Brouwer skated with Martin Havlat and Patrick Sharp against Edmonton on Wednesday night; he played 13:33 and was a plus-1 with 2 penalty minutes and 3 hits in the 3-0 victory.
Kris Versteeg continues to shine for the Blackhawks. He has a goal and 6 assists through 7 games and now finds himself playing left wing on a line with Jonathan Toews and Patrick Kane.
Patric Hornqvist was a healthy scratch Thursday night against Calgary as Jason Arnott and Nick Tarnasky returned. It was Tarnasky's first game as a Predator. Hornqvist has a goal and 14 shots in 6 games while averaging 13:45 of ice time per game.
The Blues, who have a glut of forwards, sent Chris Porter down to Peoria of the AHL on Thursday.
"We're going up-tempo in practices," Blackhawks defenseman Brent Seabrook said. "They are short practices, but quick and hard. We're playing like it's a game, and if you're doing that it's easier to transfer it over to a game. It's a little harder in practice, obviously, but when the games come along it's definitely a lot easier when you're playing at the same speed as you are in practice. Things don't seem as fast."
Seems like a simple concept, but it works.
The Hawks outworked the Edmonton Oilers Wednesday and came away with a 3-0 victory. Goalie Nikolai Khabibulin, who stopped all 23 Oilers shots, said his team outskated the Oilers, which led to strong defensive-zone coverage and resulted in a lot of perimeter shots for Edmonton.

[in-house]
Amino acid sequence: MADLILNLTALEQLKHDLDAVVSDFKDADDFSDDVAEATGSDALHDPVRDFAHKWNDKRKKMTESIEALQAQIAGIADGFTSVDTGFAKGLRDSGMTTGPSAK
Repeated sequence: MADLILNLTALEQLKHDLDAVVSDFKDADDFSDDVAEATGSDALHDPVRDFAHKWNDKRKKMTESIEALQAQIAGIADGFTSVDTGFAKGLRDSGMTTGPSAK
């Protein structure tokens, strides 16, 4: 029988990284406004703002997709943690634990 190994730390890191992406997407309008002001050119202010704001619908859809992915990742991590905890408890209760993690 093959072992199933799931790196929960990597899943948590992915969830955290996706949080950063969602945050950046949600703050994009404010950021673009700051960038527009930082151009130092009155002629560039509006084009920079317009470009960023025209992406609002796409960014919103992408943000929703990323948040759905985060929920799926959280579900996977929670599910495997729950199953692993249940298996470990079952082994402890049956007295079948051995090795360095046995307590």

"When everybody works hard it's easier to communicate," Khabibulin said. "The guys are really talking in the locker room about that and try to concentrate on it. In practice we try to do that and obviously it helps in a game."
Defenseman Aaron Johnson's goal for Chicago on Wednesday night was his first of the season, first as a Blackhawk, and first of any kind since March 29, 2007, when he was with Columbus. Johnson, who also has 2 assists this season since being recalled from Rockford on Oct. 13, had 2 assists in 30 games with the New York Islanders last season.
According to the St. Louis Post-Dispatch, Blues defenseman Jeff Woywitka cleared waivers and was sent down to Peoria of the AHL. Judging from coach Andy Murray's reaction, the Blues must have been scared Woywitka was going to be claimed.
Woywitka has missed time this season with a broken foot.
"Jeff Woywitka cleared waivers and we have a sigh of relief on that because he is a guy that we expect to play games for us this year, and to lose him on the waiver wire would have been tough," Murray told the newspaper. "He'll get an opportunity to play in Peoria now and be in a better position to come up and help us."
He said it: "Right now I think both guys (Khabibulin and Cristobal Huet) are deserving of getting some playing time. We'll sort it out over time. It's nice to not worry about who is in the net; you're going to get consistent and quality goaltending. It's a healthy position to be in. As a coach it's the toughest thing you've got to do when you don't know who to put in the net. Right now, no matter who we put in the net, we should be comfortable with him." -- Chicago coach Joel Quenneville
Contact Dan Rosen at firstname.lastname@example.org.